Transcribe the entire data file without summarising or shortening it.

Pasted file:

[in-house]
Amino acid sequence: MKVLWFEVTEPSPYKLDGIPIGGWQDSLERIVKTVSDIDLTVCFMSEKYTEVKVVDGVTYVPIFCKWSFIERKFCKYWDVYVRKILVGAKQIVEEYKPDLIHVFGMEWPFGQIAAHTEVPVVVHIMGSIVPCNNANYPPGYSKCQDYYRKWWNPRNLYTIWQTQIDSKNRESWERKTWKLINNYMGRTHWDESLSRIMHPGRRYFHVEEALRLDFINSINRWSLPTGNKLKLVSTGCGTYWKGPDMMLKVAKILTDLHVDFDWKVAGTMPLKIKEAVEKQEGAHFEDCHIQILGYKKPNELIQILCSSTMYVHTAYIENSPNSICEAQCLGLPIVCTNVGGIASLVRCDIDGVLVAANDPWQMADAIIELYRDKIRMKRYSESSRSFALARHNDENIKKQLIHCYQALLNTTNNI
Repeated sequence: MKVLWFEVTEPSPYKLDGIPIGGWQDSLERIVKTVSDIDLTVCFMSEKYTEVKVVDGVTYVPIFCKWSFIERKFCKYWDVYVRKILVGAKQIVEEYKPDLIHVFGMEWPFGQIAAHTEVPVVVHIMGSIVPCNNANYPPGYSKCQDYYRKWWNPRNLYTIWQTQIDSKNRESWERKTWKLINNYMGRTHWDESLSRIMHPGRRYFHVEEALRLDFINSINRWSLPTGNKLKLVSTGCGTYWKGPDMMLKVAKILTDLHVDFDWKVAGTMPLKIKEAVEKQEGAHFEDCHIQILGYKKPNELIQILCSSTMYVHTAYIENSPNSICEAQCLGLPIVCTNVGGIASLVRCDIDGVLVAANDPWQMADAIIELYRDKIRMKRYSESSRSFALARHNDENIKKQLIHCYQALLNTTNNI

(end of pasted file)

[in-house]
Amino acid sequence: MKVLWFEVTEPSPYKLDGIPIGGWQDSLERIVKTVSDIDLTVCFMSEKYTEVKVVDGVTYVPIFCKWSFIERKFCKYWDVYVRKILVGAKQIVEEYKPDLIHVFGMEWPFGQIAAHTEVPVVVHIMGSIVPCNNANYPPGYSKCQDYYRKWWNPRNLYTIWQTQIDSKNRESWERKTWKLINNYMGRTHWDESLSRIMHPGRRYFHVEEALRLDFINSINRWSLPTGNKLKLVSTGCGTYWKGPDMMLKVAKILTDLHVDFDWKVAGTMPLKIKEAVEKQEGAHFEDCHIQILGYKKPNELIQILCSSTMYVHTAYIENSPNSICEAQCLGLPIVCTNVGGIASLVRCDIDGVLVAANDPWQMADAIIELYRDKIRMKRYSESSRSFALARHNDENIKKQLIHCYQALLNTTNNI
Repeated sequence: MKVLWFEVTEPSPYKLDGIPIGGWQDSLERIVKTVSDIDLTVCFMSEKYTEVKVVDGVTYVPIFCKWSFIERKFCKYWDVYVRKILVGAKQIVEEYKPDLIHVFGMEWPFGQIAAHTEVPVVVHIMGSIVPCNNANYPPGYSKCQDYYRKWWNPRNLYTIWQTQIDSKNRESWERKTWKLINNYMGRTHWDESLSRIMHPGRRYFHVEEALRLDFINSINRWSLPTGNKLKLVSTGCGTYWKGPDMMLKVAKILTDLHVDFDWKVAGTMPLKIKEAVEKQEGAHFEDCHIQILGYKKPNELIQILCSSTMYVHTAYIENSPNSICEAQCLGLPIVCTNVGGIASLVRCDIDGVLVAANDPWQMADAIIELYRDKIRMKRYSESSRSFALARHNDENIKKQLIHCYQALLNTTNNI